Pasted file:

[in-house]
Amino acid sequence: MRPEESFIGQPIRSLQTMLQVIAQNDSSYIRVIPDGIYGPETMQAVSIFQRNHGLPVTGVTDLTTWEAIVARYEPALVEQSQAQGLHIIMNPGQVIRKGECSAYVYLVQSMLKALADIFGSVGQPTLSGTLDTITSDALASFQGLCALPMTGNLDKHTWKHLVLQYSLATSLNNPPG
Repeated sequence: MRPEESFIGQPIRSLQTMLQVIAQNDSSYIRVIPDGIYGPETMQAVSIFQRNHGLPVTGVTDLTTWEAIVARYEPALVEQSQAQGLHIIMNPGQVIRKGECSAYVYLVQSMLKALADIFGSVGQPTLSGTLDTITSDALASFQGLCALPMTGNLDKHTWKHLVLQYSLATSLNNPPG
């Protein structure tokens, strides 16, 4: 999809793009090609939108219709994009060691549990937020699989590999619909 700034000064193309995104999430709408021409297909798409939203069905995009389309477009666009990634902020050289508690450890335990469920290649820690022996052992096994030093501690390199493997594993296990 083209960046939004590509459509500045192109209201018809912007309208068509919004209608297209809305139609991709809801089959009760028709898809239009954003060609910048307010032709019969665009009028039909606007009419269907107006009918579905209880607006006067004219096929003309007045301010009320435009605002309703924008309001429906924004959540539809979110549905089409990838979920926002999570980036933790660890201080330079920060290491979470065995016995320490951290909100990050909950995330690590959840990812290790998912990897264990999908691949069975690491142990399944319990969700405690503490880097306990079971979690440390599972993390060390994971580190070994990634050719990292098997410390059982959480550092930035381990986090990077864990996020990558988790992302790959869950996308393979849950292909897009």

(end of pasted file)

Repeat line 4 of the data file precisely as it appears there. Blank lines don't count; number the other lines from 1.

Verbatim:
């Protein structure tokens, strides 16, 4: 999809793009090609939108219709994009060691549990937020699989590999619909 700034000064193309995104999430709408021409297909798409939203069905995009389309477009666009990634902020050289508690450890335990469920290649820690022996052992096994030093501690390199493997594993296990 083209960046939004590509459509500045192109209201018809912007309208068509919004209608297209809305139609991709809801089959009760028709898809239009954003060609910048307010032709019969665009009028039909606007009419269907107006009918579905209880607006006067004219096929003309007045301010009320435009605002309703924008309001429906924004959540539809979110549905089409990838979920926002999570980036933790660890201080330079920060290491979470065995016995320490951290909100990050909950995330690590959840990812290790998912990897264990999908691949069975690491142990399944319990969700405690503490880097306990079971979690440390599972993390060390994971580190070994990634050719990292098997410390059982959480550092930035381990986090990077864990996020990558988790992302790959869950996308393979849950292909897009």